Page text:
In my highly acclaimed article, “Escape From Nail Gel Hell: Words From a Former Addict,” (published “In the Age of Empathy,” June 14, 2022), I went into how gel nails are applied and removed.
Basically, you breathe in your nails from the Dremel polishing off the top layer. Then, to achieve the multi-layers of polish: first layer is applied, followed by the UV light. Second layer is applied, followed by the UV light. You get the idea. It’s done at least five times.
Then, you can wait up to three weeks or so to have those gorgeous nails removed. Cotton pads are soaked in a high-octane potion and secured onto your nails with aluminum foil, like little potatoes at a clam bake.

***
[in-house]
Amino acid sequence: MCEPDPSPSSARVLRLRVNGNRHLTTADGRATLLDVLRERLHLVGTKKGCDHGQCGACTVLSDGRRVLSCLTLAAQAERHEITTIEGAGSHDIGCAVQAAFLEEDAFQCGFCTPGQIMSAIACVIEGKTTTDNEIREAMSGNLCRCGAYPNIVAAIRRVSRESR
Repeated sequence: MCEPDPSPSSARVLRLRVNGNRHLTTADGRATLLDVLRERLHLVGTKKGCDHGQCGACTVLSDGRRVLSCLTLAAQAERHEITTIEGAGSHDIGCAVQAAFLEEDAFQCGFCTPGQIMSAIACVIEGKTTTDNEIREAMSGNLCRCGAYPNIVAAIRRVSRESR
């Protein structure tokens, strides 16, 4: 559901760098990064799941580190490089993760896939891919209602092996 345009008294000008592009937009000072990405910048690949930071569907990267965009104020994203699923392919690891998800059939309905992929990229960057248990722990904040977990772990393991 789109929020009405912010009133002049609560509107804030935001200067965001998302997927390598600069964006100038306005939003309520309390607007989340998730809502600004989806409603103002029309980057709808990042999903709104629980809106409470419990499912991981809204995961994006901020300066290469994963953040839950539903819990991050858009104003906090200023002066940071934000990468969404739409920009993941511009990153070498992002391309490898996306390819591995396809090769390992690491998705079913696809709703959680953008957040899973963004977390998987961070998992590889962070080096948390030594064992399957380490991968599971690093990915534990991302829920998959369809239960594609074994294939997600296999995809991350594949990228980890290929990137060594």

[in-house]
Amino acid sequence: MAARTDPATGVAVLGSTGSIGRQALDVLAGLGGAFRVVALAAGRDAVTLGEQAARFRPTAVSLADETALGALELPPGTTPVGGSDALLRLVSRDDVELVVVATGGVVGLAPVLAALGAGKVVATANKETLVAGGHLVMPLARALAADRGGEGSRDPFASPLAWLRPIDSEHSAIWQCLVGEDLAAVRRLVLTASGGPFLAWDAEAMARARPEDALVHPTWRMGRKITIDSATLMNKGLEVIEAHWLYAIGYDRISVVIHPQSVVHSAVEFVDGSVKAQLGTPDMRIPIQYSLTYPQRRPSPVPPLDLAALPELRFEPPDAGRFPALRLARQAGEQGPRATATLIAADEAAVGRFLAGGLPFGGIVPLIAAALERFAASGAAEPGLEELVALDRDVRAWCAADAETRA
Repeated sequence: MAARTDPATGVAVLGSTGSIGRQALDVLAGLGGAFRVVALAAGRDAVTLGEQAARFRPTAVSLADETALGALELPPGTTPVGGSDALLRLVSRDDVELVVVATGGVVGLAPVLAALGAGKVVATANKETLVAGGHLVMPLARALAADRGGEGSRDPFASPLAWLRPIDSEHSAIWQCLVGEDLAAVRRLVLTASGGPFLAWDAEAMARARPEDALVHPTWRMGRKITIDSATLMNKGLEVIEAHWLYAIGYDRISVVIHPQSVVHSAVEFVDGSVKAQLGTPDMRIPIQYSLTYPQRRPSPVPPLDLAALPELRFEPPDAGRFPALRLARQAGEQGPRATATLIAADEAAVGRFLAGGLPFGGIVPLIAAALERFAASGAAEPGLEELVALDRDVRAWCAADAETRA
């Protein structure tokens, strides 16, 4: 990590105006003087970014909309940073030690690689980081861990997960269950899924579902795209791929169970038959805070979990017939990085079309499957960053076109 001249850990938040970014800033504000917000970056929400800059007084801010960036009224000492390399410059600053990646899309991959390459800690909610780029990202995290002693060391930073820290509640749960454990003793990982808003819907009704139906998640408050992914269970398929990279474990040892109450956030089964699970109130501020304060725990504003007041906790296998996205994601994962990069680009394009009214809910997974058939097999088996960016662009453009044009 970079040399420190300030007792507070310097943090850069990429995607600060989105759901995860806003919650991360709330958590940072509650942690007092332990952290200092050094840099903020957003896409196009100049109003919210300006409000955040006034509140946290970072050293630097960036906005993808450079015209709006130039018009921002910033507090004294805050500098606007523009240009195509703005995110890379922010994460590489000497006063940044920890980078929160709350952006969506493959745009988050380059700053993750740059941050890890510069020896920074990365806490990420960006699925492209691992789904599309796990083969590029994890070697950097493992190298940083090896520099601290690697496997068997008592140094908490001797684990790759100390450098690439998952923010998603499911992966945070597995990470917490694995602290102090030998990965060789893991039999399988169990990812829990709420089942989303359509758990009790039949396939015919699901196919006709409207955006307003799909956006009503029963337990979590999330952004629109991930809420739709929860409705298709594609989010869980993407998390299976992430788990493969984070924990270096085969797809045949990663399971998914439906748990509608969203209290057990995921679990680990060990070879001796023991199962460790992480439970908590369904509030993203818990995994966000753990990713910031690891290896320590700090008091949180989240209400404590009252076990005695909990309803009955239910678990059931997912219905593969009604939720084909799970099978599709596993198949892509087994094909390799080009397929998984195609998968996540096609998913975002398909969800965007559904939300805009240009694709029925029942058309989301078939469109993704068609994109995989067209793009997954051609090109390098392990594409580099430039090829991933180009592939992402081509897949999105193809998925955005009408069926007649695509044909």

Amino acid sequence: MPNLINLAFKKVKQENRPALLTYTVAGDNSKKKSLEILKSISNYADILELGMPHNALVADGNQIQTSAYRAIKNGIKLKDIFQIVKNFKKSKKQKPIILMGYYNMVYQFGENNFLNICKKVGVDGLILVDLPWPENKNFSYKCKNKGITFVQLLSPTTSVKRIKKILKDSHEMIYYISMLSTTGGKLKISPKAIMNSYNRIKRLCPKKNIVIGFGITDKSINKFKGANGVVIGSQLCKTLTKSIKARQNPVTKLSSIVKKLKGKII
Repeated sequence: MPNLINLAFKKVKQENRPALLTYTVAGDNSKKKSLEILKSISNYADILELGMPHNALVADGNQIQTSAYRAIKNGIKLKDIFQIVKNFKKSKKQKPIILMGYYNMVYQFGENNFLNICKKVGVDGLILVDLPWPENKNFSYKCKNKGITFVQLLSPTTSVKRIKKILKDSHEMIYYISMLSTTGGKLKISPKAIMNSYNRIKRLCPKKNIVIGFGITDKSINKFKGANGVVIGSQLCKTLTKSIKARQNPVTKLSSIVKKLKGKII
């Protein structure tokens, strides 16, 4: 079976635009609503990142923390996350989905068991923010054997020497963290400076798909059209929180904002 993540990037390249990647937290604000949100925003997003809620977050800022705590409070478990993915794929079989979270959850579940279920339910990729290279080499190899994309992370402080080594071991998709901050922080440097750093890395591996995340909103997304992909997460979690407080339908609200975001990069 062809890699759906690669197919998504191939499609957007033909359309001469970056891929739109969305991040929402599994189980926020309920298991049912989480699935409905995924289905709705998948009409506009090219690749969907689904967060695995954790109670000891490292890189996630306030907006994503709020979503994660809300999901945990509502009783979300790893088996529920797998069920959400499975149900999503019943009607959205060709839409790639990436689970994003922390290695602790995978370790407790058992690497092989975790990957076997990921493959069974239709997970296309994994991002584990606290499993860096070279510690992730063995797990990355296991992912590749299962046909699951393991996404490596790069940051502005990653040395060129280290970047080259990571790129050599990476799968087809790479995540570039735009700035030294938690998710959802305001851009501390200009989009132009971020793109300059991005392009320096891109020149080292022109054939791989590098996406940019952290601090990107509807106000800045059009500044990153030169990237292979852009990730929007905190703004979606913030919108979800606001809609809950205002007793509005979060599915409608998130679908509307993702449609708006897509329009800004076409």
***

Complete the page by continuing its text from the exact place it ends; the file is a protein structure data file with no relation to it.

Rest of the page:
Now everyone is talking about the dangers of gel nails. In a new study published in January 2023 in the journal “Nature Communications,” they examine how the UV light used in most salons affected the cells of humans and mice. The research suggests that ultraviolet light is like radiation that penetrates the skin more deeply. It has been found to damage the DNA in cells, which increases the risk of early-onset skin cancer.
There’s still not enough data to conclude that it’s time to ban gel manicures for good. “We can’t qualify the risk,” said Chris Adigun, a dermatologist told the New York Times in “Are Gel Manicures Dangerous?” (February 7, 2023). “But the data is mounting that UV radiation emitted by nail lamps could be potentially dangerous.”
Cigarette, anyone? How about a tanning bed?
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